2. Katniss Everdeen from the Hunger Games Trilogy by Suzanne Collins and Hermione Granger from The Harry Potter Series by JK Rowling. You Go, YA Girls!
Here’s the best thing about these two girls: they are not Isabella Swan, natch. Where Bella whined and moaned and almost died over a boy, these two girls kick ass and take names while relying on no man, dead OR alive. I loved both characters so much I could not choose which one to leave off the list, so I added them both. Both series have been incredibly popular and both characters give girls a role model to really look up to. Both series have been made into incredibly popular movies. (Exactly two weeks until the theatrical release of The Hunger Games! And, my friends daughter has a role in the film, how cool is THAT!?)

1. Lisbeth Salander from the Millennium Trilogy by Stieg Larrson, You Go, Punk Rock, Semi-Gay, Very fierce, Swedish, Hacker Girl!
What can I say about Lisbeth Salander that has not already been said; nothing. The character is fierce (hello revenge rape scene in Dragon Tattoo), she’s smart, she’s sexy, she’s barely even human. Rooney Mara’s interpretation of Salander was dead on in the 2011 film.  I love her quirkiness, her clever yet snarky attitude towards society and all things in general, and I love her loving nature that is just below the surface, but very much there.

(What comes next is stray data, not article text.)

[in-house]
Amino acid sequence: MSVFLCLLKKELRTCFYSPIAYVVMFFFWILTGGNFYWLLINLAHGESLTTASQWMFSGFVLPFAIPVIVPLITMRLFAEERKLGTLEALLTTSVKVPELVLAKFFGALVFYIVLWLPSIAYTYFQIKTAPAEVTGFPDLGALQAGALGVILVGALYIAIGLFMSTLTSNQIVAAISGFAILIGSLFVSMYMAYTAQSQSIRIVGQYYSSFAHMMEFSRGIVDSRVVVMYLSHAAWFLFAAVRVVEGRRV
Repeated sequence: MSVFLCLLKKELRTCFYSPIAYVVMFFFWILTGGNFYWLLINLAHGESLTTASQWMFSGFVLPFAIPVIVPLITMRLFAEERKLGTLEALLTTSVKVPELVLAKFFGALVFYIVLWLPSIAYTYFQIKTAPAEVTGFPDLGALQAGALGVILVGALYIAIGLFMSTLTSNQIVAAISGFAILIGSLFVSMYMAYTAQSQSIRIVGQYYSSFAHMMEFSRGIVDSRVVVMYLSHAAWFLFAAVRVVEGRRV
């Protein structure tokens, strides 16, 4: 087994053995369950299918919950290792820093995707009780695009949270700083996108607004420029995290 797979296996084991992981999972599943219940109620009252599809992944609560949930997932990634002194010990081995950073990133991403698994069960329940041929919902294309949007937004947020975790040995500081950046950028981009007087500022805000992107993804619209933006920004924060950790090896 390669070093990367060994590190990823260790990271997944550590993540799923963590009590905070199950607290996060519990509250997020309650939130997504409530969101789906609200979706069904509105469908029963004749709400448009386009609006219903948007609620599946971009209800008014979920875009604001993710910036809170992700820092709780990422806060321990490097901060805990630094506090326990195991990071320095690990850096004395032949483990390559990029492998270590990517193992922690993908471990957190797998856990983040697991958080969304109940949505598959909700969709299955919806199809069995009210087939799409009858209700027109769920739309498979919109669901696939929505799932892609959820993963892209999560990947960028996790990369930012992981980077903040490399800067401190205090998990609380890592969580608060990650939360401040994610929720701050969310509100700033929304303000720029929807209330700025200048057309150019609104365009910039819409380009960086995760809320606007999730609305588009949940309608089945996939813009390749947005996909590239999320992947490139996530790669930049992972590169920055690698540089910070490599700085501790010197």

Bonus Girl: Scheherazade from One Thousand and One Nights. You Go, Storyteller Girl!
“She had perused the works of the poets and knew them by heart; she had studied philosophy and the sciences, arts and accomplishments; and she was pleasant and polite, wise and witty, well read and well bred.”
The power of storytelling is very much the theme of this story. I love that a girl can utilize words and tales to keep herself alive and keep a man entertained. This lady forced a brutal king to not only spare her life, but also made him fall in love with her and take her as his queen. Now, I don’t know about you, but I don’t think that I would want to marry a man who had beheaded 1,000 women before me. God forbid he loose his temper one day! Should that happen I’ll bet clever Scheherazade will just once upon a time him…